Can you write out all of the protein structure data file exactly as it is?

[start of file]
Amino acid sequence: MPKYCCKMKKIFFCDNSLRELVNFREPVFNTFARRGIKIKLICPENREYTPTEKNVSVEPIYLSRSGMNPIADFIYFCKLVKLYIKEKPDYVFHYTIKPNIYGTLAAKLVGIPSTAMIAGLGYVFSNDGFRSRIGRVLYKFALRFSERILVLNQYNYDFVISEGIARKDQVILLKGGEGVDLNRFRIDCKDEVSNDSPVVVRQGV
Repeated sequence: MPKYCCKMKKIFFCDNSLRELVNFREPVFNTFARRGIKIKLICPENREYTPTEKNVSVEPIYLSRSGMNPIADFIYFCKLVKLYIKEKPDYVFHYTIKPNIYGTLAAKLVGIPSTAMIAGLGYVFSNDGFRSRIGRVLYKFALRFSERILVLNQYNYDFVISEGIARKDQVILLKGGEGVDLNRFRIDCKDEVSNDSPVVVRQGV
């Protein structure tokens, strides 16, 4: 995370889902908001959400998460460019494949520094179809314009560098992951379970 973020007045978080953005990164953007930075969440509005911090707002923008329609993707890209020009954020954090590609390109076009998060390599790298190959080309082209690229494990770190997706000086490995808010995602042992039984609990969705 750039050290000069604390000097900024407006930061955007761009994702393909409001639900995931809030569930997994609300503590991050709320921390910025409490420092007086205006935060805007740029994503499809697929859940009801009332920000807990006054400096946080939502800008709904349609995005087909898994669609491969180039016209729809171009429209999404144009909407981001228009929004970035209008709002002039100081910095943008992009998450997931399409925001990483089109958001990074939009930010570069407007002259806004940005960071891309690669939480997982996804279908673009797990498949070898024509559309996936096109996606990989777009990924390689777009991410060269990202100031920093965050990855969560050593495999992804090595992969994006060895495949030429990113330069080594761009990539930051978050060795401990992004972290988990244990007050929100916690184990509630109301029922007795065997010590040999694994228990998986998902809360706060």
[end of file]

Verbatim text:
Amino acid sequence: MPKYCCKMKKIFFCDNSLRELVNFREPVFNTFARRGIKIKLICPENREYTPTEKNVSVEPIYLSRSGMNPIADFIYFCKLVKLYIKEKPDYVFHYTIKPNIYGTLAAKLVGIPSTAMIAGLGYVFSNDGFRSRIGRVLYKFALRFSERILVLNQYNYDFVISEGIARKDQVILLKGGEGVDLNRFRIDCKDEVSNDSPVVVRQGV
Repeated sequence: MPKYCCKMKKIFFCDNSLRELVNFREPVFNTFARRGIKIKLICPENREYTPTEKNVSVEPIYLSRSGMNPIADFIYFCKLVKLYIKEKPDYVFHYTIKPNIYGTLAAKLVGIPSTAMIAGLGYVFSNDGFRSRIGRVLYKFALRFSERILVLNQYNYDFVISEGIARKDQVILLKGGEGVDLNRFRIDCKDEVSNDSPVVVRQGV
């Protein structure tokens, strides 16, 4: 995370889902908001959400998460460019494949520094179809314009560098992951379970 973020007045978080953005990164953007930075969440509005911090707002923008329609993707890209020009954020954090590609390109076009998060390599790298190959080309082209690229494990770190997706000086490995808010995602042992039984609990969705 750039050290000069604390000097900024407006930061955007761009994702393909409001639900995931809030569930997994609300503590991050709320921390910025409490420092007086205006935060805007740029994503499809697929859940009801009332920000807990006054400096946080939502800008709904349609995005087909898994669609491969180039016209729809171009429209999404144009909407981001228009929004970035209008709002002039100081910095943008992009998450997931399409925001990483089109958001990074939009930010570069407007002259806004940005960071891309690669939480997982996804279908673009797990498949070898024509559309996936096109996606990989777009990924390689777009991410060269990202100031920093965050990855969560050593495999992804090595992969994006060895495949030429990113330069080594761009990539930051978050060795401990992004972290988990244990007050929100916690184990509630109301029922007795065997010590040999694994228990998986998902809360706060």